How your attitude to ageing can prevent Alzheimer’s disease 7



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We all know that having a positive attitude can provide health benefits, but now fascinating new research has linked a very specific set of values with something we all want to avoid – dementia.

A study led by the Yale School of Public Health shows that those of us who hold negative beliefs about ageing are more likely to have brain changes associated with Alzheimer’s disease.

The study suggests that combatting negative beliefs about ageing, such as “older people are decrepit” and “older people can’t learn new things”, could potentially offer a way to reduce the rapidly rising rate of the devastating neurodegenerative disorder. It’s the first study to link brain changes linked to Alzheimer’s with a cultural-based psychosocial risk factor.

Becca Levy, associate professor of public health and of psychology at Yale, says, “We believe it is the stress generated by the negative beliefs about aging that individuals sometimes internalize from society that can result in pathological brain changes.”

“Although the findings are concerning, it is encouraging to realise that these negative beliefs about aging can be mitigated and positive beliefs about aging can be reinforced, so that the adverse impact is not inevitable.”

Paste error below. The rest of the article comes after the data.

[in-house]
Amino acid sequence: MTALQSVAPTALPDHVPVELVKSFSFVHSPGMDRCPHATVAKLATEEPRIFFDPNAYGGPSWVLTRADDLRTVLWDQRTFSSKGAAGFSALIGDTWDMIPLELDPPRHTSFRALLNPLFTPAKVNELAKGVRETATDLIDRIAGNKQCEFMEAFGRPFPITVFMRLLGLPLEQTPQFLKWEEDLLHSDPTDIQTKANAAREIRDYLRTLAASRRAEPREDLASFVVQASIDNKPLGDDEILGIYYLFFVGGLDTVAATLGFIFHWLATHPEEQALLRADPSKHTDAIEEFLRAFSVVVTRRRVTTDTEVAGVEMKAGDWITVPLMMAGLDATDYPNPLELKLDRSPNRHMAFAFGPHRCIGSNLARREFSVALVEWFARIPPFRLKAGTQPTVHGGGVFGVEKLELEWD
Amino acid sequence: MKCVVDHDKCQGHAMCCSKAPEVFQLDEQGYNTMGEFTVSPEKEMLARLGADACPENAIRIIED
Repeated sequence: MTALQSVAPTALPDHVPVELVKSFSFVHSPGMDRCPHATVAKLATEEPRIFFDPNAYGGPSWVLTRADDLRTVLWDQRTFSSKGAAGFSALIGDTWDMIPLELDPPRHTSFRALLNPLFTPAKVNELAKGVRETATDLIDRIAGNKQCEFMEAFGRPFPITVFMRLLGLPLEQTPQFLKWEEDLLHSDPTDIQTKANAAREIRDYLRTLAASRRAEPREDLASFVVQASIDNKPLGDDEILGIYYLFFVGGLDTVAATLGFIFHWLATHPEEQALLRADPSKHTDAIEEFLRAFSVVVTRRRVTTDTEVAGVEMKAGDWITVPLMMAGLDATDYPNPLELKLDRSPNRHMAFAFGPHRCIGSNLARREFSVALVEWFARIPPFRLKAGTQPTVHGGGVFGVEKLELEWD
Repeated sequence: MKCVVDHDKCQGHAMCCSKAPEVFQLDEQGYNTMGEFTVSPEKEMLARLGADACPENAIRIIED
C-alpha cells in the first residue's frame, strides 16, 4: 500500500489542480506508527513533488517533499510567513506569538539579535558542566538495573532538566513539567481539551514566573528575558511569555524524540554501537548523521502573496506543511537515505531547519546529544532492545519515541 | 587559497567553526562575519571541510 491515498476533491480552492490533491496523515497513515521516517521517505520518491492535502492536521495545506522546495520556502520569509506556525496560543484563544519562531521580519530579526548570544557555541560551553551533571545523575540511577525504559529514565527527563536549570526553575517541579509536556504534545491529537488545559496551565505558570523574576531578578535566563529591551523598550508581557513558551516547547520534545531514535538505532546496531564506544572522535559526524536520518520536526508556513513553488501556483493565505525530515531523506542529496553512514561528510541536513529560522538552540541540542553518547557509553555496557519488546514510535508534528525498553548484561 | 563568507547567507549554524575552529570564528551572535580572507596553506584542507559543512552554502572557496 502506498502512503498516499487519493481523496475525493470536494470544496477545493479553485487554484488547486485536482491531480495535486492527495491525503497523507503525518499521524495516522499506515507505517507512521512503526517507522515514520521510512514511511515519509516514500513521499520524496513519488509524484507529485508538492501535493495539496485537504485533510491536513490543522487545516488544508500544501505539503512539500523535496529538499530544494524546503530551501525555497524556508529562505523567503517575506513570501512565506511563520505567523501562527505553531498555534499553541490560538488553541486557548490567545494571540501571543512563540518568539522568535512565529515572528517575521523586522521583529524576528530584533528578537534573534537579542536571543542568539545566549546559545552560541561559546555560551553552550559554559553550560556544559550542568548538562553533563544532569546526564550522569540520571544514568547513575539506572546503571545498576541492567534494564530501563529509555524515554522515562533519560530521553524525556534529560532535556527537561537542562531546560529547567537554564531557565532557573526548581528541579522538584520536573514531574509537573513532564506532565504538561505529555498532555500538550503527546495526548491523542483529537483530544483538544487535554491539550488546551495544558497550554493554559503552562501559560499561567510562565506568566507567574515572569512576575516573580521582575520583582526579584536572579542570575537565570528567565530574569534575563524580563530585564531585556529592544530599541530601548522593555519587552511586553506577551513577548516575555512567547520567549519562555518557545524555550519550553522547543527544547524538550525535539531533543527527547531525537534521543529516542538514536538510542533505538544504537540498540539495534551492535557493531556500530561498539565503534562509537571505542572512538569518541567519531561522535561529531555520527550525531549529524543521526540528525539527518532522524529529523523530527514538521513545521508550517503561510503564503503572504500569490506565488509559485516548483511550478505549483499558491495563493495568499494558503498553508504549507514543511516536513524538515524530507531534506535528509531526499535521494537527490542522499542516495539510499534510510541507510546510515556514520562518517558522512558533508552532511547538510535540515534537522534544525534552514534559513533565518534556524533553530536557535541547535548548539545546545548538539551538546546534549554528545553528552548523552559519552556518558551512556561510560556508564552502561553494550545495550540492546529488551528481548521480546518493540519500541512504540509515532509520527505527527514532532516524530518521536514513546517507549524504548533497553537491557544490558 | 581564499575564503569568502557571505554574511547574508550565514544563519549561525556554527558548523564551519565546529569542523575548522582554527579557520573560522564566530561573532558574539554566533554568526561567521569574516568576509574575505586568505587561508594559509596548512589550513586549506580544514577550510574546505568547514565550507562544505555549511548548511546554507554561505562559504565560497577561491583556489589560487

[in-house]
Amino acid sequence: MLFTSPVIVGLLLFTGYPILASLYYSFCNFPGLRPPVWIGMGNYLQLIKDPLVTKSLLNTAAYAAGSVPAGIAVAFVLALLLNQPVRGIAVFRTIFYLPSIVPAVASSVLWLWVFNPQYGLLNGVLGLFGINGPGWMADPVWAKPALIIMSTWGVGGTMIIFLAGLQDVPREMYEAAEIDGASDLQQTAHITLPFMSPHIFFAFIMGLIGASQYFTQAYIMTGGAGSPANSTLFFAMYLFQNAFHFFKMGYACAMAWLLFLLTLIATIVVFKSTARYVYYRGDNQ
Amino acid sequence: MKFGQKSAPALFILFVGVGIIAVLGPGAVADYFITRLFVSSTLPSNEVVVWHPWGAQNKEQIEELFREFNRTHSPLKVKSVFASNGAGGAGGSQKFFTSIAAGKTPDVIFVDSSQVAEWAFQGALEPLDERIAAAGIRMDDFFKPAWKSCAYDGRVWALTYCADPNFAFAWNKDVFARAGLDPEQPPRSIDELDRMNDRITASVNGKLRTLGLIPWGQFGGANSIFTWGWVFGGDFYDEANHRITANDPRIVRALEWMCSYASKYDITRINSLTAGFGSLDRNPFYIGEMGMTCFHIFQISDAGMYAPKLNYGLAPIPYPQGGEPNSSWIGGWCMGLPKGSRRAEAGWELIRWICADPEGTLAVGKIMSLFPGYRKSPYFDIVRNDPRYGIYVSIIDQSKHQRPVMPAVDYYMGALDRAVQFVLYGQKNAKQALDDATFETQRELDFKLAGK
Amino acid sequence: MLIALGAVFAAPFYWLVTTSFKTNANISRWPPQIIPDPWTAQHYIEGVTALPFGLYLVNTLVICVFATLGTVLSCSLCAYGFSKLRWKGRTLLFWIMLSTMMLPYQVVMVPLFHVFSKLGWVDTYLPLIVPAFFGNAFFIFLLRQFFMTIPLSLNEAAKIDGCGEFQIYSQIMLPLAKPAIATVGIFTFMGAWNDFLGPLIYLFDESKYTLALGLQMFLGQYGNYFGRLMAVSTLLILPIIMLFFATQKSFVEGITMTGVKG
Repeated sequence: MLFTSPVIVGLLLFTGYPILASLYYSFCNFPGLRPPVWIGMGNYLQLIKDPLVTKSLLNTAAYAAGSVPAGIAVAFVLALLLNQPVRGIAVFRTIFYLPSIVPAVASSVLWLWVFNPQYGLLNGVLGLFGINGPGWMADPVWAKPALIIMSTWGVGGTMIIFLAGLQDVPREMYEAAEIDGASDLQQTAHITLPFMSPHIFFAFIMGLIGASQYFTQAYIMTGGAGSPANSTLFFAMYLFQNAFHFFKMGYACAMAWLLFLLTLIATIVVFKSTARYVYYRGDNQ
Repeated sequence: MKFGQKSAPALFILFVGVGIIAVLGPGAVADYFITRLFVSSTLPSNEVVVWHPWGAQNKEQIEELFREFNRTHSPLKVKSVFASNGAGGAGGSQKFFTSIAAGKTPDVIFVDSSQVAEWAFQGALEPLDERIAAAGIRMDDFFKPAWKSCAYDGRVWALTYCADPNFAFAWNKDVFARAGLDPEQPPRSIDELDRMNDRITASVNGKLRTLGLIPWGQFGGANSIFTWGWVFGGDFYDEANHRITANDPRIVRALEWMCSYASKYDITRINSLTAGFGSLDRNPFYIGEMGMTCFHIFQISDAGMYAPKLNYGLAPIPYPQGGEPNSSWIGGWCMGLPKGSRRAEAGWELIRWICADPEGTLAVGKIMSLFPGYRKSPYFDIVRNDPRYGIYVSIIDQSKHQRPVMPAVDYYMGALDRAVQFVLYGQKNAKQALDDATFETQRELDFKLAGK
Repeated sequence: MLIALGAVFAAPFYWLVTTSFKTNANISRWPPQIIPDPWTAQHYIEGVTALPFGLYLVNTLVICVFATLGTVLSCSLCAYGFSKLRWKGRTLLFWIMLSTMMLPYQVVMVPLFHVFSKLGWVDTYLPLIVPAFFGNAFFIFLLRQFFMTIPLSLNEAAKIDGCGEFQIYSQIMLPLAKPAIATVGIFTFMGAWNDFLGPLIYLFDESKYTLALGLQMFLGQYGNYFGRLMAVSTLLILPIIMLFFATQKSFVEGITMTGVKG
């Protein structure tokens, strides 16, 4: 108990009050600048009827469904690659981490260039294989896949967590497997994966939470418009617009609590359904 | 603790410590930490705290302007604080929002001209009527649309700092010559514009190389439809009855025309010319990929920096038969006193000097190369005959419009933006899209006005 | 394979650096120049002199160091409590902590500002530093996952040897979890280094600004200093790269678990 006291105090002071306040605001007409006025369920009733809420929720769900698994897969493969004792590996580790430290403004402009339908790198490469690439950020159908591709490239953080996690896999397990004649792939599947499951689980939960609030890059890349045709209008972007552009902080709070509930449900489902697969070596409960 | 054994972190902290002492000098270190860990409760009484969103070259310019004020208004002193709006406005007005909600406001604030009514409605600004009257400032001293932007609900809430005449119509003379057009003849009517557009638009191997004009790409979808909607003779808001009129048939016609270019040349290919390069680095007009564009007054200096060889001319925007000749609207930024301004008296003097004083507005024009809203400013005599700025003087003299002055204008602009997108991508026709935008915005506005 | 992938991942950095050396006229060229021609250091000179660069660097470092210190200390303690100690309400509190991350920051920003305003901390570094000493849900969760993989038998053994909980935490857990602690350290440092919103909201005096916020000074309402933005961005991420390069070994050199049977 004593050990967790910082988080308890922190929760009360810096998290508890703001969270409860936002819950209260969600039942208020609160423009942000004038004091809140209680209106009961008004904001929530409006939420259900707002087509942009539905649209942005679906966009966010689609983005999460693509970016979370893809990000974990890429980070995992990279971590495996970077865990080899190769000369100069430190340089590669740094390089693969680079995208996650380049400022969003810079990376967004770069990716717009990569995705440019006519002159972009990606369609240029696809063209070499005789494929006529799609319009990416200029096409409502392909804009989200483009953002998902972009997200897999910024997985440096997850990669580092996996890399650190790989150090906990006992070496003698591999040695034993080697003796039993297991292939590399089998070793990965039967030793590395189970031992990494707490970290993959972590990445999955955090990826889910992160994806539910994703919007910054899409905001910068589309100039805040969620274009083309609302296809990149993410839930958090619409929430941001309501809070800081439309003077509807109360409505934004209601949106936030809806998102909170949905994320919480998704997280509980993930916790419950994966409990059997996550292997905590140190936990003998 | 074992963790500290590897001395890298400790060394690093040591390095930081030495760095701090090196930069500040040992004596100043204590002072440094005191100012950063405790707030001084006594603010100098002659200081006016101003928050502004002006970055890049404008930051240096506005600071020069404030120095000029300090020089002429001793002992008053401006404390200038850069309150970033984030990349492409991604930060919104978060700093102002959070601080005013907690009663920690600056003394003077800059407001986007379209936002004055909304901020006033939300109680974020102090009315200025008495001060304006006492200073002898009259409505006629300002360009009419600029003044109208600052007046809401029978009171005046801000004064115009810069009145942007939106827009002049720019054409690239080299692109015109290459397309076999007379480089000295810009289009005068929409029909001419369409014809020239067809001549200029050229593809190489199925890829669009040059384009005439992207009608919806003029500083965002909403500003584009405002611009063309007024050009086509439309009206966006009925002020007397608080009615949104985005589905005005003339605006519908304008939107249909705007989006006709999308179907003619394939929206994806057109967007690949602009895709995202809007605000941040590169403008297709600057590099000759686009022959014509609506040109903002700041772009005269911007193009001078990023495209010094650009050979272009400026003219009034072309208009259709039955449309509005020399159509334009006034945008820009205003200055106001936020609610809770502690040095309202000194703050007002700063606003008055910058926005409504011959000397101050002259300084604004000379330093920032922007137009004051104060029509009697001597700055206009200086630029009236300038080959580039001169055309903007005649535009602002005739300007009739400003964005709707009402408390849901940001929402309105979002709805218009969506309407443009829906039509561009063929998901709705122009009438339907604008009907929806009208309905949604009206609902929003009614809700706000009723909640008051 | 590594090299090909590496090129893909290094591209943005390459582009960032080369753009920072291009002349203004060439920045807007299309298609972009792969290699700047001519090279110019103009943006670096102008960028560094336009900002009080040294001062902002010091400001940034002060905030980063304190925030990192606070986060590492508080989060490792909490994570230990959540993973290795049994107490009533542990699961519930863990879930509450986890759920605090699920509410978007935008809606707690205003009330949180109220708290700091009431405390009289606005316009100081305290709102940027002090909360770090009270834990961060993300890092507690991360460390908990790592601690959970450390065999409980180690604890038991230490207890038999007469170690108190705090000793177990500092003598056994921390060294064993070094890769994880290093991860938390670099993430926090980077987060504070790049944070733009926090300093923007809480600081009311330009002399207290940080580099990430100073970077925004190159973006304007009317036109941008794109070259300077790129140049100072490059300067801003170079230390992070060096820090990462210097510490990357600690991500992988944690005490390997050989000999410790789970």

Study authors examined healthy, dementia-free subjects from the Baltimore Longitudinal Study of Aging, the nation’s longest-running scientific study of aging. Based on MRIs, the researchers found that participants who held more negative beliefs about aging showed a greater decline in the volume of the hippocampus, a part of the brain crucial to memory. Reduced hippocampus volume is an indicator of Alzheimer’s.

Then researchers also studied brain autopsies and learned that the participants with more negative beliefs about ageing had a significantly greater number of plaques and neurofibrillary tangles associated with the disease.

Time magazine reports that previous human studies have shown that people with negative assumptions about ageing tend to experience more heart problems, and Associate Professor Levy has previously found an association between negative attitudes and poor memory later in life.

The message is clear: think positively about ageing for the sake of your health!

Would you say you have a positive view of getting older?


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